Ancient Roman name (lat. "Rex bibendi" or "Rex convivii") for a function during a drinking according to certain rules (Commisatio); see below Satyricon,
The Roman poet Gaius Petronius Arbiter (14-66) wrote this 20-volume only in fragments surviving novel. In it, a humorous-realistic, partly grotesque moral portrait of the social conditions in the Rome of the first century is described. The protagonist and narrator is an educated, eclectic young man named Encolpius, who travels all over southern Italy. Between many erotic-amorous adventures with persons of both sexes and many rascal pranks, he is on his journey in the coastal town of Puteoli (today's Pozzuoli in Campania ). Here he participates with his companion Giton, his friend Ascyltos and the rhetor Agamemnon in a very lavish and remarkable banquet of the newly rich and illiterate multimillionaire Trimalchio (a wine merchant).
This episode, known as "Cena Trimalchionis", is the main section of the fragments. It is also an excellent source for the typical dishes, drinks and table manners of the upper classes of the early Roman Empire. The Cena was the main meal of the day among the higher classes and took place in the late afternoon (beginning at 3 to 4 pm), usually after a bathing visit. Especially the drinking culture relevant parts of the present banquet with explanatory background information come from Christopher Daniel (work for the University of Erlangen), who has kindly given his consent for their use.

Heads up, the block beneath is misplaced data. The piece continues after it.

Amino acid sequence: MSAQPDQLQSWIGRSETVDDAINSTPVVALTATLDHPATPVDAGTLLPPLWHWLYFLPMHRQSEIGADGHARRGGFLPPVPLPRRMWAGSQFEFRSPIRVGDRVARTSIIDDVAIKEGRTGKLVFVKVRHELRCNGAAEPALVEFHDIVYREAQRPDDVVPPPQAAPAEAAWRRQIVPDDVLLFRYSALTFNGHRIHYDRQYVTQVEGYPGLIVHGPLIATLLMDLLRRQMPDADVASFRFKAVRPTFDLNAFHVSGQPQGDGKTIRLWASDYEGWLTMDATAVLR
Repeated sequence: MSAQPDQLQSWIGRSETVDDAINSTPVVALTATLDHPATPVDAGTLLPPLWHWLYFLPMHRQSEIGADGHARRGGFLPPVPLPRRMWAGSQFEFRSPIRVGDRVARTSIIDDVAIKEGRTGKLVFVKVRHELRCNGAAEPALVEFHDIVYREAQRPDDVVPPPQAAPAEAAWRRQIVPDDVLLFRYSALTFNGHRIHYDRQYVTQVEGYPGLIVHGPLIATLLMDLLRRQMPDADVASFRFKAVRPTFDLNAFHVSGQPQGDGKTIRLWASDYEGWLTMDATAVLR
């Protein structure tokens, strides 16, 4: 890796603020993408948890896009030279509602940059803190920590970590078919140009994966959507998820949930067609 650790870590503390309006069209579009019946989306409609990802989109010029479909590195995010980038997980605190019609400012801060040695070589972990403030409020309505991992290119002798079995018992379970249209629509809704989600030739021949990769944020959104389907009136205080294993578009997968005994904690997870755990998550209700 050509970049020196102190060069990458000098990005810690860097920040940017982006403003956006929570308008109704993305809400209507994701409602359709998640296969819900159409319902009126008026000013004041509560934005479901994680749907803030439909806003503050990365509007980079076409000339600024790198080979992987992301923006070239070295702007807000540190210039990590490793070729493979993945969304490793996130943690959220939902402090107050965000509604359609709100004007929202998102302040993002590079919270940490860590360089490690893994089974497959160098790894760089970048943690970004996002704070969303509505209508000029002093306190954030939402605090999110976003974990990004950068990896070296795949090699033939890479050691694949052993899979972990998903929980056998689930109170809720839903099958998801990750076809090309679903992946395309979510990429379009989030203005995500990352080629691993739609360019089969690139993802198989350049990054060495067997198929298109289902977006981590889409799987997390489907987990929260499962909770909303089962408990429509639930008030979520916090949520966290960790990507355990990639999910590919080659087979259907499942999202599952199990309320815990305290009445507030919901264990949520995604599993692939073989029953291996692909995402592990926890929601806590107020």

Water and wine played an important role as drink in the everyday life of the Romans. The consumption of pure water was not common with a cena (especially in rich circles), but was an indispensable part of every meal to dilute the wine. Wine was drunk almost every meal (rarely for breakfast), but especially for the main meal. Even with the appetizers (Gustatio) light wine was enjoyed, preferably the very popular honey wine Mulsum, Wine was considered a staple food. Consumption was correspondingly high with a daily amount of 0.8 to 1 liter per male and 0.5 liters per female inhabitant of Rome in the imperial era. Slaves also had a claim for that, and they certainly had to be content with simple quality.
In the "Cena Trimalchionis", the host instructs you to mix a powerful pot (a large vessel) and also to...